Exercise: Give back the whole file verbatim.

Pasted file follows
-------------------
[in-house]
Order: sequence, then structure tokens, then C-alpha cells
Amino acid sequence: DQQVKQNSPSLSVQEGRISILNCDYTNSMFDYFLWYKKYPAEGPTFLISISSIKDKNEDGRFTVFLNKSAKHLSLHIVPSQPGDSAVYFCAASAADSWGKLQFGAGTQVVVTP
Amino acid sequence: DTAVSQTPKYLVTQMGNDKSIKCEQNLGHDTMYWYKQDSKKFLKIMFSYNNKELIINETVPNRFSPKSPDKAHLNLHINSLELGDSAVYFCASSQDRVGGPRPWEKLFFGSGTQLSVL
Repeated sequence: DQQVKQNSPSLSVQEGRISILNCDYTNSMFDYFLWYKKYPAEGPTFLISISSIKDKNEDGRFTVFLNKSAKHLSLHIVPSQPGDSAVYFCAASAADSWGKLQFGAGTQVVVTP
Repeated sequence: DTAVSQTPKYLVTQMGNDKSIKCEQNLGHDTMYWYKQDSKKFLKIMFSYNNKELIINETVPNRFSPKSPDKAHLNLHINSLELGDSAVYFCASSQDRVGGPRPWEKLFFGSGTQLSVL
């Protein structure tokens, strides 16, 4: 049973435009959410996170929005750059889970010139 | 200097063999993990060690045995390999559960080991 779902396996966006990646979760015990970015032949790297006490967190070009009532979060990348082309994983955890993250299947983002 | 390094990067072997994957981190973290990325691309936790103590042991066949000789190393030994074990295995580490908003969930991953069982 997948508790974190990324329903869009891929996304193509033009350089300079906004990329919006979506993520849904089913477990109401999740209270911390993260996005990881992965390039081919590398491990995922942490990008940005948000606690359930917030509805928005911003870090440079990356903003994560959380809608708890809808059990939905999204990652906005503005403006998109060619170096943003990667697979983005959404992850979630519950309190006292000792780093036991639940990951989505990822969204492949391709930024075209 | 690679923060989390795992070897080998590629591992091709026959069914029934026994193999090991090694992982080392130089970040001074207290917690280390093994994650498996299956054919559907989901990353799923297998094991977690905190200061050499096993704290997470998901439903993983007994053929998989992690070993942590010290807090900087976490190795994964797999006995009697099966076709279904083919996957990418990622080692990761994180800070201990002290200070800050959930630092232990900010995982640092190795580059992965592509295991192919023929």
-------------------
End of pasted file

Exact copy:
[in-house]
Order: sequence, then structure tokens, then C-alpha cells
Amino acid sequence: DQQVKQNSPSLSVQEGRISILNCDYTNSMFDYFLWYKKYPAEGPTFLISISSIKDKNEDGRFTVFLNKSAKHLSLHIVPSQPGDSAVYFCAASAADSWGKLQFGAGTQVVVTP
Amino acid sequence: DTAVSQTPKYLVTQMGNDKSIKCEQNLGHDTMYWYKQDSKKFLKIMFSYNNKELIINETVPNRFSPKSPDKAHLNLHINSLELGDSAVYFCASSQDRVGGPRPWEKLFFGSGTQLSVL
Repeated sequence: DQQVKQNSPSLSVQEGRISILNCDYTNSMFDYFLWYKKYPAEGPTFLISISSIKDKNEDGRFTVFLNKSAKHLSLHIVPSQPGDSAVYFCAASAADSWGKLQFGAGTQVVVTP
Repeated sequence: DTAVSQTPKYLVTQMGNDKSIKCEQNLGHDTMYWYKQDSKKFLKIMFSYNNKELIINETVPNRFSPKSPDKAHLNLHINSLELGDSAVYFCASSQDRVGGPRPWEKLFFGSGTQLSVL
């Protein structure tokens, strides 16, 4: 049973435009959410996170929005750059889970010139 | 200097063999993990060690045995390999559960080991 779902396996966006990646979760015990970015032949790297006490967190070009009532979060990348082309994983955890993250299947983002 | 390094990067072997994957981190973290990325691309936790103590042991066949000789190393030994074990295995580490908003969930991953069982 997948508790974190990324329903869009891929996304193509033009350089300079906004990329919006979506993520849904089913477990109401999740209270911390993260996005990881992965390039081919590398491990995922942490990008940005948000606690359930917030509805928005911003870090440079990356903003994560959380809608708890809808059990939905999204990652906005503005403006998109060619170096943003990667697979983005959404992850979630519950309190006292000792780093036991639940990951989505990822969204492949391709930024075209 | 690679923060989390795992070897080998590629591992091709026959069914029934026994193999090991090694992982080392130089970040001074207290917690280390093994994650498996299956054919559907989901990353799923297998094991977690905190200061050499096993704290997470998901439903993983007994053929998989992690070993942590010290807090900087976490190795994964797999006995009697099966076709279904083919996957990418990622080692990761994180800070201990002290200070800050959930630092232990900010995982640092190795580059992965592509295991192919023929």